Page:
Can humans truly attain an accurate, objective view of reality? Or is our perspective inescapably colored by who we are and what we’ve experienced?
Philosopher Sean Kelsey asserts that this problem is central to Aristotle’s text De Anima — and that Aristotle argued we can, a point his predecessors had tried and failed to make.
“Aristotle thinks that living things — both humans and other animals — can correctly measure reality,” Kelsey said. “That’s how it has to be if we are able to attain genuine insight into how things are. And for him, the starting point is that we manifestly do.
“How do we get things right? That’s what he wants to understand and explain.”
Kelsey, an associate professor in Notre Dame’s Department of Philosophy, was awarded a fellowship from the National Endowment for the Humanities to explore the issue in his book project Life, Perception, and Insight: An Essay on Aristotle’s De Anima.
While other 20th- and 21st-century researchers have primarily examined issues of intentionality or consciousness in the work, Kelsey’s focus is on “objectivity” — an idea he said came from using Aristotle in the classroom.
“The De Anima is a difficult text, but it’s an important part of the canon we offer our philosophy students,” he said. “As I’ve taught it, I’ve tried to focus on the big picture of what Aristotle sees as the main problems in the way of a proper understanding of life. What I’ve come to think is that for him, it is the phenomenon of objectivity.”
Aristotle devotes a significant portion of the De Anima to addressing earlier philosophers’ explanations of what life is — and this serves as an essential point of reference for Kelsey.
“Although Aristotle’s discussion of their views is sharply critical, he does not feel the same about their questions,” he said. “On the contrary, he regards the absurdity of their views as an index of the difficulties in this area and thinks that we cannot make progress without first getting clear of the problems that stymied his predecessors.”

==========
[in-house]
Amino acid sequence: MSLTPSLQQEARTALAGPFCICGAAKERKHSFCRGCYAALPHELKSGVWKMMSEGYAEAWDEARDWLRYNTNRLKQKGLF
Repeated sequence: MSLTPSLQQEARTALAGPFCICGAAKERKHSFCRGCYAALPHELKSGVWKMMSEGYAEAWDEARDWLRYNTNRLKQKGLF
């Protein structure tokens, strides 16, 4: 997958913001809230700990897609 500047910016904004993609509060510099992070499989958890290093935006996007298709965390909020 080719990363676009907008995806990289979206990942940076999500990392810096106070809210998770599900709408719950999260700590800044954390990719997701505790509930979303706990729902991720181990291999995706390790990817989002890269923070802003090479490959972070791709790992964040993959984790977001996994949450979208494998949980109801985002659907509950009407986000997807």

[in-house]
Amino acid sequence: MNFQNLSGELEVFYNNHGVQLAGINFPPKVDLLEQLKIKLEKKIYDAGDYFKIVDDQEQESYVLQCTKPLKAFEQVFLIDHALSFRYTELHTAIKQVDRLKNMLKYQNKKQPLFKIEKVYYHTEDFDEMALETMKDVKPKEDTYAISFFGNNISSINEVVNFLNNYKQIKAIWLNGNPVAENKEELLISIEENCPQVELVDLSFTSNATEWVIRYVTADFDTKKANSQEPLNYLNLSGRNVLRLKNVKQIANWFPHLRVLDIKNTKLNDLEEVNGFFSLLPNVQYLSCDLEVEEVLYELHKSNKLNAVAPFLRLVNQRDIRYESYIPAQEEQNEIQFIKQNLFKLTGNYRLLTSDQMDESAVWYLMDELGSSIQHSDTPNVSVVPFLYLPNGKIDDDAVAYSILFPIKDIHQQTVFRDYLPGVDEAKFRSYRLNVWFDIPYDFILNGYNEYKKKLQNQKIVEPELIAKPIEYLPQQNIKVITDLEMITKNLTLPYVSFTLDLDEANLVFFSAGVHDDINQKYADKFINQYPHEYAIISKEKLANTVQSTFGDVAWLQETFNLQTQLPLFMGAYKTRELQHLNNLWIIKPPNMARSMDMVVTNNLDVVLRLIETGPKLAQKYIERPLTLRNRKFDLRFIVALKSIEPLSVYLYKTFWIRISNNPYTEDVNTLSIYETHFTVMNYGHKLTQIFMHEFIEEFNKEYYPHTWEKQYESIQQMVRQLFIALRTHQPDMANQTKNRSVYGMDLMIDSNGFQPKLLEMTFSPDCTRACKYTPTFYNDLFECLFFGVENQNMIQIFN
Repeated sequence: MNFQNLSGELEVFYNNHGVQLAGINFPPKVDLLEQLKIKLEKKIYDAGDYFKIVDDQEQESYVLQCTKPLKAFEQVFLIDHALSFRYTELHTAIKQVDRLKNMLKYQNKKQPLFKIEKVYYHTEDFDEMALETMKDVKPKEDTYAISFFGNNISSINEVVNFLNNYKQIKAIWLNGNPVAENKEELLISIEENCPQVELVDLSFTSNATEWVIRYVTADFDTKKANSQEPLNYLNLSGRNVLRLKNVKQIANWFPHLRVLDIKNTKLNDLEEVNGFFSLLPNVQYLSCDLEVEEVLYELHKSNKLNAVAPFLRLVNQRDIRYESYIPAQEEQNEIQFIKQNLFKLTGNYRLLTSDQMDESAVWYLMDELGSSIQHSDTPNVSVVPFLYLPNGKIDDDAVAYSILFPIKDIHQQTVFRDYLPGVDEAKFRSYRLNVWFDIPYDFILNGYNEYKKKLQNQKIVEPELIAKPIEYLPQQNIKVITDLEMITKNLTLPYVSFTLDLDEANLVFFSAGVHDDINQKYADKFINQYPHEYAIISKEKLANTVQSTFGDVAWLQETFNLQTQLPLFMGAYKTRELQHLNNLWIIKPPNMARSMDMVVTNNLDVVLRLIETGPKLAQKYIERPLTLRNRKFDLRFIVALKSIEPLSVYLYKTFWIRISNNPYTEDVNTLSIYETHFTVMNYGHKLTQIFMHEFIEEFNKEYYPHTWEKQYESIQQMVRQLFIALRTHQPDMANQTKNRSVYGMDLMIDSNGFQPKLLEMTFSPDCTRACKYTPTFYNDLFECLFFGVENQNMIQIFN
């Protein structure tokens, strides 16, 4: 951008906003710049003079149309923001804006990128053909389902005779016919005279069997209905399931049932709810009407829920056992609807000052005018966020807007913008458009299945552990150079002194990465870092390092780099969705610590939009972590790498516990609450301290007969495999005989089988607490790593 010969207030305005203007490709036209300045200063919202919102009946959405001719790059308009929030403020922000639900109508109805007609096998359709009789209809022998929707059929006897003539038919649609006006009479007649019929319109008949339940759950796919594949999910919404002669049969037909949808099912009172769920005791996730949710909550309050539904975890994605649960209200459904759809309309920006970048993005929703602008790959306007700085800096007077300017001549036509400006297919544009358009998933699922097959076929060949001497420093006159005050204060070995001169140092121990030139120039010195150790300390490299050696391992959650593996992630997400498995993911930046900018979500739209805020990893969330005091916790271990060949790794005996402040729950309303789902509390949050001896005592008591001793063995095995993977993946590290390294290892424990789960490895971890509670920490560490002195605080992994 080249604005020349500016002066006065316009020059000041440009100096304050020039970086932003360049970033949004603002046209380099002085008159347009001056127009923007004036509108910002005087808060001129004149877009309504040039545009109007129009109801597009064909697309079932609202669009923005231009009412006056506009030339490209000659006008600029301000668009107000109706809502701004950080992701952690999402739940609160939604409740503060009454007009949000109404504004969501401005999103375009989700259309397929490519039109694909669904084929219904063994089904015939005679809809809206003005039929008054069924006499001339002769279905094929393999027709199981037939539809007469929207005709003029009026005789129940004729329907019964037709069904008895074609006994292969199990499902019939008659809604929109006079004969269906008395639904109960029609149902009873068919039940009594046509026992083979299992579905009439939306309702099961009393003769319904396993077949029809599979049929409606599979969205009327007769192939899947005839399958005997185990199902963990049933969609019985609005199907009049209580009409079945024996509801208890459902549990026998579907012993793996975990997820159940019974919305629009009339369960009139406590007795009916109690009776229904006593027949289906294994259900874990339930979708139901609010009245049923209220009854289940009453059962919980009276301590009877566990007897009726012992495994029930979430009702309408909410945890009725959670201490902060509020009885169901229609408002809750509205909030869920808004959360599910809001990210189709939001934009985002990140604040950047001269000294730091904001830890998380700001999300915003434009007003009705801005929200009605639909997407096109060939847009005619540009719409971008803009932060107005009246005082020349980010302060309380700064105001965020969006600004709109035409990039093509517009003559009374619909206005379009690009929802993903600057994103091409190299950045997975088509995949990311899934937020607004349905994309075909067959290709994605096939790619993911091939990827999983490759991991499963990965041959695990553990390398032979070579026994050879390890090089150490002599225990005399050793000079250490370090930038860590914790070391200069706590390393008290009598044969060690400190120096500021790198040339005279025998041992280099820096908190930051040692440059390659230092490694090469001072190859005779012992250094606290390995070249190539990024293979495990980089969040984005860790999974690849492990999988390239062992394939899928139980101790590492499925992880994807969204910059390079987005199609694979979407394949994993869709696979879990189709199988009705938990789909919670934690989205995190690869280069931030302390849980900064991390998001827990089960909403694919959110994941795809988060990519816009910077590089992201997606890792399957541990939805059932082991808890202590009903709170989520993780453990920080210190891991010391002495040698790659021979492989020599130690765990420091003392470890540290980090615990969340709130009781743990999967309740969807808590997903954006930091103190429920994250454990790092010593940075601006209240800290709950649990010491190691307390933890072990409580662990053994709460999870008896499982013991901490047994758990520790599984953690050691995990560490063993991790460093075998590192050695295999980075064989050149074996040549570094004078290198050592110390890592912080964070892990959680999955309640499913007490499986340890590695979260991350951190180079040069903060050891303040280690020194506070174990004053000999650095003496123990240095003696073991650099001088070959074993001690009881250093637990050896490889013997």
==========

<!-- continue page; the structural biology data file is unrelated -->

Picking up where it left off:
Kelsey’s research breaks new ground by using another Aristotelian text, Metaphysics Book IV, as a kind of frame for his analysis of the De Anima.
“It turns out that there’s a nice section in Metaphysics which collects the all the principles and figures from the De Anima, and in that context, it’s very clear that he’s talking about objectivity,” he said.
“I encourage my students to pursue their own questions — not because someone has assigned them, but because they want to explore them — and to pursue them to their own satisfaction. That’s the essence of philosophy. And I am grateful for the opportunity to do that as well.”
For Kelsey, the NEH fellowship is not only an opportunity to take the time to delve deeply into his research, but it is also a chance to model the behavior he hopes to instill in his philosophy students.
“I encourage my students to pursue their own questions — not because someone has assigned them, but because they want to explore them — and to pursue them to their own satisfaction. That’s the essence of philosophy,” he said. “And I am grateful for the opportunity to do that as well.”
Kelsey, who has authored and edited more than a dozen articles and book chapters on ancient philosophy, received his Ph.D. from Princeton in 1997. He taught at UCLA for more than 10 years before joining Notre Dame’s College of Arts and Letters in 2009.
He appreciates the University’s strength and diversity in the departments of philosophy and theology, he said.
“There is a lot of serendipity in philosophy,” Kelsey said. “You talk with a colleague about their work and you find that it resonates with something you’re doing. And because of the number of faculty we have, the opportunities are higher for that here.
“This is a place where I can talk with colleagues about the connections I see and try out ideas I have, and that has been very stimulating for me.”